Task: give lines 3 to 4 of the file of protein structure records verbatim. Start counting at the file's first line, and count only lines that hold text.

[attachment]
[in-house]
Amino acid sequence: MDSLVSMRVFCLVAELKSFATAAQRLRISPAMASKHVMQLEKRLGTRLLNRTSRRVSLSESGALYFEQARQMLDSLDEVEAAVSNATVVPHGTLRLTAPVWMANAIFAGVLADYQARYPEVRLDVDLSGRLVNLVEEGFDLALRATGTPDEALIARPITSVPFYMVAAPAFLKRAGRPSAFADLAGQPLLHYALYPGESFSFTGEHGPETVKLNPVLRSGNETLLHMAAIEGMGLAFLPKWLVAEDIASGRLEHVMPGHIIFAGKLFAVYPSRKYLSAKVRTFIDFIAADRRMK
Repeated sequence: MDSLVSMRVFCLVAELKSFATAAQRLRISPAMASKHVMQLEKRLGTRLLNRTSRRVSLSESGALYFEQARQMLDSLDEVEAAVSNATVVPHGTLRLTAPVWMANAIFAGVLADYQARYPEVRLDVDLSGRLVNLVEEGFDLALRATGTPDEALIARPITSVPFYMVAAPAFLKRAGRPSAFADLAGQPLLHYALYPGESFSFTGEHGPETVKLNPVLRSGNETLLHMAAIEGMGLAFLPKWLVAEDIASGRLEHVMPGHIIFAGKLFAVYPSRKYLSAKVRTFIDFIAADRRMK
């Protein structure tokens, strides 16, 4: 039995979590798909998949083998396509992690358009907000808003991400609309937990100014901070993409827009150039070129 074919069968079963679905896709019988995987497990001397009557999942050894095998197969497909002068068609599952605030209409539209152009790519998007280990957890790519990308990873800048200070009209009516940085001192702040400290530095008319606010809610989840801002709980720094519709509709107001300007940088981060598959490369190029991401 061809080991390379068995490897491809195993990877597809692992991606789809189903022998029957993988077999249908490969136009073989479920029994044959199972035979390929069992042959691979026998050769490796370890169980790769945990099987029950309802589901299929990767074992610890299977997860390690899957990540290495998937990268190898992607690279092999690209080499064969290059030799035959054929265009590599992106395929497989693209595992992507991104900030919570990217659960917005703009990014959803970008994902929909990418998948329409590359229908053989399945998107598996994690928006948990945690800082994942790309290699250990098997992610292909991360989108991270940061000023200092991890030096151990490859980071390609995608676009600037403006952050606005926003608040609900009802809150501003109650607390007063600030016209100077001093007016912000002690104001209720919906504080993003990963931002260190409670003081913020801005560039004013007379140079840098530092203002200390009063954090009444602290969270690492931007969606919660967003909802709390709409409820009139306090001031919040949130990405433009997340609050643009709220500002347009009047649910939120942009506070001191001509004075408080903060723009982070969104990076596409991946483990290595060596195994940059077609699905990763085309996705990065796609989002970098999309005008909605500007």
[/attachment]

Repeated sequence: MDSLVSMRVFCLVAELKSFATAAQRLRISPAMASKHVMQLEKRLGTRLLNRTSRRVSLSESGALYFEQARQMLDSLDEVEAAVSNATVVPHGTLRLTAPVWMANAIFAGVLADYQARYPEVRLDVDLSGRLVNLVEEGFDLALRATGTPDEALIARPITSVPFYMVAAPAFLKRAGRPSAFADLAGQPLLHYALYPGESFSFTGEHGPETVKLNPVLRSGNETLLHMAAIEGMGLAFLPKWLVAEDIASGRLEHVMPGHIIFAGKLFAVYPSRKYLSAKVRTFIDFIAADRRMK
């Protein structure tokens, strides 16, 4: 039995979590798909998949083998396509992690358009907000808003991400609309937990100014901070993409827009150039070129 074919069968079963679905896709019988995987497990001397009557999942050894095998197969497909002068068609599952605030209409539209152009790519998007280990957890790519990308990873800048200070009209009516940085001192702040400290530095008319606010809610989840801002709980720094519709509709107001300007940088981060598959490369190029991401 061809080991390379068995490897491809195993990877597809692992991606789809189903022998029957993988077999249908490969136009073989479920029994044959199972035979390929069992042959691979026998050769490796370890169980790769945990099987029950309802589901299929990767074992610890299977997860390690899957990540290495998937990268190898992607690279092999690209080499064969290059030799035959054929265009590599992106395929497989693209595992992507991104900030919570990217659960917005703009990014959803970008994902929909990418998948329409590359229908053989399945998107598996994690928006948990945690800082994942790309290699250990098997992610292909991360989108991270940061000023200092991890030096151990490859980071390609995608676009600037403006952050606005926003608040609900009802809150501003109650607390007063600030016209100077001093007016912000002690104001209720919906504080993003990963931002260190409670003081913020801005560039004013007379140079840098530092203002200390009063954090009444602290969270690492931007969606919660967003909802709390709409409820009139306090001031919040949130990405433009997340609050643009709220500002347009009047649910939120942009506070001191001509004075408080903060723009982070969104990076596409991946483990290595060596195994940059077609699905990763085309996705990065796609989002970098999309005008909605500007």